You and he think he saved money. Just like I ignored the $4000 battery replacement (those batteries have a high-end working life of 1 decade), you're also ignoring that. A new Prius costs $7250 more than a new Corolla; let's find out what the difference is when they're 5 years old. So, let's assume he bought a 5 year old Prius today and I bought a 5 year old Corolla (LE since there is no 2010 L model) today, he'll spend $11793 on a vehicle that gets 50 MPG on average and I'll spend $9279 on a vehicle that gets 29 MPG on average (according to KBB, both cars stock and in "Good" condition). He's going to pay $2514 more for that Prius which, you're right, does cut the difference down by nearly 2/3. So, what's the payoff point? I won't ignore the battery this time.
Average miles driven per year: 13346 - Fuel for Prius: 266.92gal - Fuel for Corolla: 460.21gal
Fuel cost @ $4.00/gal - Prius: $1067.68 - Corolla: $1840.84
Prius fuel cost savings per year: $773.16
So, the 2010 Prius actually fares quite a bit better against the 2010 Corolla than the comparison between the 2015 miles, the Prius should have this one in the bag, right?
Payoff on that price difference is roughly 3.25 years (a few days longer, actually) and, assuming the Prius' battery holds up for the full 10 years of expected life (note: this is rare), the Prius actually will be ahead of the Corolla at that point. However, at the end of 10 years, when the Prius should be $1353.03 ahead of the Corolla, the $4000 battery needs to be replaced, putting the Corolla back in the lead by $2646.97. It'll take the Prius another 3.5 years to catch up to the Corolla at that point. That all assumes that the electric motors in the Prius last 13.5 years without replacement; remember, this is not common maintenance between the two models, like a headlight, but maintenance that is specific to one model, like the $4000 battery. At any rate, a 5 year old Prius will be 13.5 years old before it catches up, cost-wise, to a 5 year old Corolla bought at the same time; that's an 8.5 year payoff when you actually consider the battery, assuming no other Prius-specific maintenance is necessary in that time. While that is an almost 35% reduction from the original 13 year payoff, it's also unlikely that either vehicle will be kept for that duration. More likely, when the Prius needs a new battery, it'll be traded in for something new; after all, at the 10 year mark, the Prius won't be worth the cost of the battery anymore, anyway.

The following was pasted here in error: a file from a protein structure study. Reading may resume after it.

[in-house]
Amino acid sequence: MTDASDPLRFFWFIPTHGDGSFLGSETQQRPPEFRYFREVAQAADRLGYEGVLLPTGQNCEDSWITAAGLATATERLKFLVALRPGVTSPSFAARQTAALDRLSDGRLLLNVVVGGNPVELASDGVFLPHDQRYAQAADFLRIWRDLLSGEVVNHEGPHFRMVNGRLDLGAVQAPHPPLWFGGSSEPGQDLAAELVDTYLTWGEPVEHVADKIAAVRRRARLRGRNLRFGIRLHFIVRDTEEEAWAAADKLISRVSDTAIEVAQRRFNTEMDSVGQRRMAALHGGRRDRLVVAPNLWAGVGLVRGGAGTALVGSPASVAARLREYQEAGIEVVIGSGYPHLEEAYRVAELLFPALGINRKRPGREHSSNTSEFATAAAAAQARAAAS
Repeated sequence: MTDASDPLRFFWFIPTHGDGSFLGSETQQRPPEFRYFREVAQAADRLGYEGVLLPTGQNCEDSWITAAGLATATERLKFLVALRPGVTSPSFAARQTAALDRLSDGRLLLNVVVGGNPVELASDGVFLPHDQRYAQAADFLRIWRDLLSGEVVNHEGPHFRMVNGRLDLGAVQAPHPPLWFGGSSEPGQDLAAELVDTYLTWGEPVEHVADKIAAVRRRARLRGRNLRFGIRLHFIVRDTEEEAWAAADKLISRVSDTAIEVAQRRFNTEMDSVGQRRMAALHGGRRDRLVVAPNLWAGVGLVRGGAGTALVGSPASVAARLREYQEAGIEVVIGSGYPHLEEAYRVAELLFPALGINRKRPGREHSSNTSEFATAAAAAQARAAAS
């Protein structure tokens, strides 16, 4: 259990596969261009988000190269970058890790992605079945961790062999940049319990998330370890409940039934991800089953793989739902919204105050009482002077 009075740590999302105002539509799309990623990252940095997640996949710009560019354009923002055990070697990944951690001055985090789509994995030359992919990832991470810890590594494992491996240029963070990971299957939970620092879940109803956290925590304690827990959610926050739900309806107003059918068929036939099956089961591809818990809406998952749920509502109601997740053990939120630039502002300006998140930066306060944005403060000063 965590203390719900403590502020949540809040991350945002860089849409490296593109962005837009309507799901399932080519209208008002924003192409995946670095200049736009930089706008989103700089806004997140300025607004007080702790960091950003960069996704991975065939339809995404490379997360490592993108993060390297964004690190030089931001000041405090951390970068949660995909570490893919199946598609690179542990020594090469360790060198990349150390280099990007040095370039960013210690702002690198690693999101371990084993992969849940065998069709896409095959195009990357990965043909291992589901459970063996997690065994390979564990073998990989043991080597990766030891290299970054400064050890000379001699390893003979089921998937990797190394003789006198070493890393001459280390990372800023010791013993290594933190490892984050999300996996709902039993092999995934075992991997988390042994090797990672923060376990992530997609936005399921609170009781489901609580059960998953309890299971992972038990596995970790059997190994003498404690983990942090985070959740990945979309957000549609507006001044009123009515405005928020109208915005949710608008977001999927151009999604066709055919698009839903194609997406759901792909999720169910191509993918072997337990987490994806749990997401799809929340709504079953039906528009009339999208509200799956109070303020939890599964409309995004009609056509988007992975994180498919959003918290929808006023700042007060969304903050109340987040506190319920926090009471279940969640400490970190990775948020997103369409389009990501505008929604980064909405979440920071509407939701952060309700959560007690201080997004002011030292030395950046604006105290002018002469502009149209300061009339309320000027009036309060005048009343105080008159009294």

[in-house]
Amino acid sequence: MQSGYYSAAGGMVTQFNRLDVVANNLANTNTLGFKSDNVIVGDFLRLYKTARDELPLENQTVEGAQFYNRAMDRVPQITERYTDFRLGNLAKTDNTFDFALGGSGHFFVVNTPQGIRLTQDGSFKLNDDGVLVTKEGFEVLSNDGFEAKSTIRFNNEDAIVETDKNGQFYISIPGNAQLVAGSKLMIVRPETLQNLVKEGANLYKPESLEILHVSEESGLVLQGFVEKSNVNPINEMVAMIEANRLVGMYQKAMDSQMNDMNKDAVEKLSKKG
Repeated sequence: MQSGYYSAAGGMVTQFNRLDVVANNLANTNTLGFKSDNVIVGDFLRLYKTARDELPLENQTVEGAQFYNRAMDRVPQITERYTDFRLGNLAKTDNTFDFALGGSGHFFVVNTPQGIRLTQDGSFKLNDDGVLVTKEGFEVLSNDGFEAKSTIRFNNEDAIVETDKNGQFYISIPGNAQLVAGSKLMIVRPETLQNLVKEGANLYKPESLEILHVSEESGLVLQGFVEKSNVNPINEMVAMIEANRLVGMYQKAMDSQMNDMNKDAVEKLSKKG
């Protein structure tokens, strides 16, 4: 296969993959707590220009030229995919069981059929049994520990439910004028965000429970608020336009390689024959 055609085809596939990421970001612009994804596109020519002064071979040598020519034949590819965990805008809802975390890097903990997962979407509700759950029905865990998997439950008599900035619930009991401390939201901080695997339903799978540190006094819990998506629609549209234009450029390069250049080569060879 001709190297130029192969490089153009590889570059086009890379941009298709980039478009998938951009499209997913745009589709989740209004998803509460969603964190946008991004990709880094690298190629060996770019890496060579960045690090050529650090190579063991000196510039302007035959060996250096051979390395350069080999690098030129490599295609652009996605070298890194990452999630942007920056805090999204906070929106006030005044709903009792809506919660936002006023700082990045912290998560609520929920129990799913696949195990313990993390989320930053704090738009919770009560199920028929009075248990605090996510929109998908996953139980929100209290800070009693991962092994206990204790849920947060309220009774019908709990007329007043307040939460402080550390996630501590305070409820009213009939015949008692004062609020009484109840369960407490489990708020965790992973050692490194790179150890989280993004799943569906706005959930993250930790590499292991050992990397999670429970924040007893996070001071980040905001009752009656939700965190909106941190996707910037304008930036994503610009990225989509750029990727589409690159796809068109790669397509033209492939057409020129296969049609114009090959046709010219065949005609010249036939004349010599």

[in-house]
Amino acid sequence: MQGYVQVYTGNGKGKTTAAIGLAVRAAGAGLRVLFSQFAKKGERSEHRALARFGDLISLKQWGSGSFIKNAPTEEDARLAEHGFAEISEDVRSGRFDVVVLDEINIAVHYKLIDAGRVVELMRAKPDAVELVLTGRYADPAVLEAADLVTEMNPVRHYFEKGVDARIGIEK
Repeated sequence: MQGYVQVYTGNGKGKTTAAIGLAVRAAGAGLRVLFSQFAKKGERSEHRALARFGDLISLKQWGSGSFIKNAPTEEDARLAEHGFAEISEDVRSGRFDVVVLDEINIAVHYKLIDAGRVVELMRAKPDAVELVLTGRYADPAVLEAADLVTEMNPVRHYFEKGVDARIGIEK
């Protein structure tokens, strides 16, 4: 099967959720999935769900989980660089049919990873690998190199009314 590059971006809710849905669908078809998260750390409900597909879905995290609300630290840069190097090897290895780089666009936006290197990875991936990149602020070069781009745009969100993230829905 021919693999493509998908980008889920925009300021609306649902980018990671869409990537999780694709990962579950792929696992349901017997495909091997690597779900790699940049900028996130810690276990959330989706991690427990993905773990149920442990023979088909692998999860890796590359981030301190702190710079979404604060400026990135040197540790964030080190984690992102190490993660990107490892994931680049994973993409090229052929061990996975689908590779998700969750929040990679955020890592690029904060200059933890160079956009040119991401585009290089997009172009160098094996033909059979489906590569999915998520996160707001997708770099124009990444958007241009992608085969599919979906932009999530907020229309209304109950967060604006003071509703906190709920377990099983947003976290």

It does look a bit more favorable when you raise the price of gas to $5, though. The Prius will have a yearly fuel cost of $966.45 less than the corolla at that point, giving it a (pre-battery) payoff time of 2.6 years (plus a handful of hours), putting it $2319.18 ahead of the Corolla at the 10 year mark. Factoring in the battery, the Corolla is actually $1680.52 ahead at the 10 year mark, but the Prius does catch up after roughly another 1.75 years. If gas costs 25% more, the used Prius beats the used Corolla after 6.75 years rather than 8.5. It's still unlikely the Prius will see that new battery at the 10 year mark, though, when it's KBB value will be less than the cost of the battery in the first place.
The economics of the Prius just don't work from a financial perspective. When you consider what goes into producing, and disposing of or recycling, large lithium batteries, the environmental economics don't work either. Especially given the frequency with which Prius' seem to pass me on the freeway when I'm doing 90 and getting 32MPG, as compared to the 28 or so they have to be getting doing nearly 100 purely on gasoline (the motors disengage at those speeds). I always laugh when I see that, because I know they bought the car to burn less fuel, but there they are staring at the MPG readout on their dash and not giving a damn.
That said, the gas tax is intended to pay for roads, so switching to a taxing method that better correlates to one's usage of the roads (as you admit, the current method does not) only makes sense. Why should lawnmower and chainsaw which never see public roads, or my boat and track car which only public roads on a trailer,which is taxed separately, be taxed for road usage? Simple answer: they shouldn't. Likewise, a car idling in my driveway shouldn't be taxed for road usage. Under the current system, all of that is taxed as though it is putting wear and tear on the public roadways; a mileage-based system (using odometer readings and not some idiotic tracking scheme), on the other hand, taxes only the miles driven.
It's still not perfect, as not every mile driven in a registered vehicle will be driven on public roads (which is the issue I think the tracking is meant to address) but it's no worse than what most municipal sewer/water providers do in assuming that every gallon of water dispensed from your faucet ends up in their sewer. Most even have provisions for second, outdoor-only, meters that do not count against your sewage bill; the analog for cars would be my track car, which is unregistered and never drives on public roads.